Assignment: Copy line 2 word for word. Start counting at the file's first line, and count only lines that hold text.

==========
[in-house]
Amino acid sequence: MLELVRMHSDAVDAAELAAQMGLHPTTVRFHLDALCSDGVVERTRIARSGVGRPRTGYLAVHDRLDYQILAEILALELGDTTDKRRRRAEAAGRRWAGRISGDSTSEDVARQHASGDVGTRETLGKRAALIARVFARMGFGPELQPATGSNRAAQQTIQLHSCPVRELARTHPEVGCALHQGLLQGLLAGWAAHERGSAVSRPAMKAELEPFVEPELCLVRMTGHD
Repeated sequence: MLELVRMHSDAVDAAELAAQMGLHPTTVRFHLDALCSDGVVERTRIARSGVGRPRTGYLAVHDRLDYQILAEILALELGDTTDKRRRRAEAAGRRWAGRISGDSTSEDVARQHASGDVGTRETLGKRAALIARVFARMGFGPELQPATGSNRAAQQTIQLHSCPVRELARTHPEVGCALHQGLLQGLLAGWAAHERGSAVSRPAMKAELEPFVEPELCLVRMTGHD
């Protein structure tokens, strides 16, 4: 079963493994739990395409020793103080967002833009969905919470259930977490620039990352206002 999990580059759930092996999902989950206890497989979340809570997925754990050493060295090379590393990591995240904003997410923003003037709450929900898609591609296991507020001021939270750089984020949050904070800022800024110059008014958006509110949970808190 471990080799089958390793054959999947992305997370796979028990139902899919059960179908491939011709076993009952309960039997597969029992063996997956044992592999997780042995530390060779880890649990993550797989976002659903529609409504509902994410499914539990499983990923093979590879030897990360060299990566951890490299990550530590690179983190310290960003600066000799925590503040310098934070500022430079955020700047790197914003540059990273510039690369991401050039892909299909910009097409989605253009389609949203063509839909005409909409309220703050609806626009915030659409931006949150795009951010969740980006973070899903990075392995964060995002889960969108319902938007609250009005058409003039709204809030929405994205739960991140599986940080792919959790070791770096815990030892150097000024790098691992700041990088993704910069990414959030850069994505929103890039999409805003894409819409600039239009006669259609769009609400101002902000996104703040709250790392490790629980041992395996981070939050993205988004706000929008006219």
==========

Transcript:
Amino acid sequence: MLELVRMHSDAVDAAELAAQMGLHPTTVRFHLDALCSDGVVERTRIARSGVGRPRTGYLAVHDRLDYQILAEILALELGDTTDKRRRRAEAAGRRWAGRISGDSTSEDVARQHASGDVGTRETLGKRAALIARVFARMGFGPELQPATGSNRAAQQTIQLHSCPVRELARTHPEVGCALHQGLLQGLLAGWAAHERGSAVSRPAMKAELEPFVEPELCLVRMTGHD